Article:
“Haunted Society Plumbers” really embraces this classic comedy by performing many touchstone jokes of the era. Duckman and Cornfed’s plumbing agency is named “AAAAAAAAAAAAAAAA-1 Plumbing” which is repeated five times in succession before being interrupted with, “All right, let’s get on with it! We don’t even have a plot yet!” In fact quite a bit of mileage is gained from accent humor and words being mispronounced throughout the episode. Archetypal “Who’s on first?” type word play is turned to, as well as cartoonish sound effects that were traditional in these films. Those slapstick-y revolving door bits where inexplicable ghosts and monsters are featured get a spotlight. Even those hackneyed “walk like this” gags get serviced. It really hits all the bases.

The episode even manages to hit the gratuitous celebrity cameo aspect from these famous films, where the “ghost” ends up being Homer fucking Simpson of all people. He even shouts Duckman’s patented catch phrase and gets an extended credit sequence, at that. It’s truly the perfect modern update of what these old fashioned films were going for. “Road to Dendron” does have an “appearance” by Bob Hope, which should also count for something, but the Homer cameo is a pointed reminder of Duckman never hitting the same appeal that The Simpsons did (although this episode would end up being nominated for an Emmy for Outstanding Animated Program).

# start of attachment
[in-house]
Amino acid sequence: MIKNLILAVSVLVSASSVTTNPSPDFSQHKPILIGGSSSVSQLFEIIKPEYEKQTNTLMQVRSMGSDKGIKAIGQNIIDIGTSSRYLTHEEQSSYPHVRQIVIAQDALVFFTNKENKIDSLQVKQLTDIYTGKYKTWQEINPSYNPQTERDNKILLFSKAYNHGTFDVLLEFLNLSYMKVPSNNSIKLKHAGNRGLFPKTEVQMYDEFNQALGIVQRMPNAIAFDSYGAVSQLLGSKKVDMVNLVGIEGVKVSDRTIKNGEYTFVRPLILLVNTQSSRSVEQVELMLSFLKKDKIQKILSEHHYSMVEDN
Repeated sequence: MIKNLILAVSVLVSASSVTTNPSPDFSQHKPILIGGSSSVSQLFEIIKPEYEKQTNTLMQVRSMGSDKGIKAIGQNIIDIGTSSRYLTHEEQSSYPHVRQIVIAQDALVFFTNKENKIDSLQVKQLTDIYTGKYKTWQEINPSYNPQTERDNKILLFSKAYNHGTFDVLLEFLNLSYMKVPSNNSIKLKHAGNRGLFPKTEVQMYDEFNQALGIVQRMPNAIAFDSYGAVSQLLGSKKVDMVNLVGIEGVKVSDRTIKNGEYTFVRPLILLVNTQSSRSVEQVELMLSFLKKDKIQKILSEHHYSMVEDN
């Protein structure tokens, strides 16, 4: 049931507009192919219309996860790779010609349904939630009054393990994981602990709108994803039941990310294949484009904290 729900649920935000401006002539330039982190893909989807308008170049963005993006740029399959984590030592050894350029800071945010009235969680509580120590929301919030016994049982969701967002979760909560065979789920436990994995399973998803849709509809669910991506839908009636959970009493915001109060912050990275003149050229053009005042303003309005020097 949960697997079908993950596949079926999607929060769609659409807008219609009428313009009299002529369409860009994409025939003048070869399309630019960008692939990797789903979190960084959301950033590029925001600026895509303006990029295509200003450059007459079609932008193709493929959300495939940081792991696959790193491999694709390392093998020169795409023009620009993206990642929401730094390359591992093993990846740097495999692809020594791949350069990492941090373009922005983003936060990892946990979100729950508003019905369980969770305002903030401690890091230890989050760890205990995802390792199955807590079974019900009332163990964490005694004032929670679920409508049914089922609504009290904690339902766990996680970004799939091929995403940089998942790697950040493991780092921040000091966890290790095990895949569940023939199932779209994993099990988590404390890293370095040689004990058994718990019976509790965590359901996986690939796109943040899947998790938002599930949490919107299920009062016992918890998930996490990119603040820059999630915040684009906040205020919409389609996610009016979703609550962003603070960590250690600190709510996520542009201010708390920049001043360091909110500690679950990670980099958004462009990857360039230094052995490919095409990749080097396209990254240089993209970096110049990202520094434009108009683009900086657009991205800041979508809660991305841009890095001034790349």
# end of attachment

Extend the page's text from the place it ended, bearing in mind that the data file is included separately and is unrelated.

“Haunted Society Plumbers” is actually more concerned with respecting these classic gags than anything else, while still managing to maintain Duckman’s wry, perverse sense of humor. If anything this functions as an example of how versatile the show could be, embracing the series’ oft used detective premise to service the greater stylistic change to an inspired degree. To rub this in even further, the stakes here are super low, with Duckman and Cornfed’s price tag for the case being a mere (or impressive, depending who you ask) $25. There are zero stakes; it’s all spectacle.